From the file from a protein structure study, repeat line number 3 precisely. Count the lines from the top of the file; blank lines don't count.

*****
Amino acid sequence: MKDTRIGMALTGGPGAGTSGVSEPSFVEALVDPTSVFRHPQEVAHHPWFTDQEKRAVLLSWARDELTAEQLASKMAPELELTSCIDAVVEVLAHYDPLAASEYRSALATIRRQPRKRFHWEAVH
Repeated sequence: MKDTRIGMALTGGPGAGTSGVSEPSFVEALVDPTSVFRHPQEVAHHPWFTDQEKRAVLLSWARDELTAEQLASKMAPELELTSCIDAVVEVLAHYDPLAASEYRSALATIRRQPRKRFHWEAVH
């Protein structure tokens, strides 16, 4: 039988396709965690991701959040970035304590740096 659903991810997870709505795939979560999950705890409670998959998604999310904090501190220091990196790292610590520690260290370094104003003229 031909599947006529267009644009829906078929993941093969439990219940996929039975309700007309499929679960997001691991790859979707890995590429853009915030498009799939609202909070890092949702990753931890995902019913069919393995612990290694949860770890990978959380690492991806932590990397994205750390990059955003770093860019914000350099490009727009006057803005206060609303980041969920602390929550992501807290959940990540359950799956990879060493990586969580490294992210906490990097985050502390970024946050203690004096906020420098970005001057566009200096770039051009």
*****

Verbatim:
């Protein structure tokens, strides 16, 4: 039988396709965690991701959040970035304590740096 659903991810997870709505795939979560999950705890409670998959998604999310904090501190220091990196790292610590520690260290370094104003003229 031909599947006529267009644009829906078929993941093969439990219940996929039975309700007309499929679960997001691991790859979707890995590429853009915030498009799939609202909070890092949702990753931890995902019913069919393995612990290694949860770890990978959380690492991806932590990397994205750390990059955003770093860019914000350099490009727009006057803005206060609303980041969920602390929550992501807290959940990540359950799956990879060493990586969580490294992210906490990097985050502390970024946050203690004096906020420098970005001057566009200096770039051009």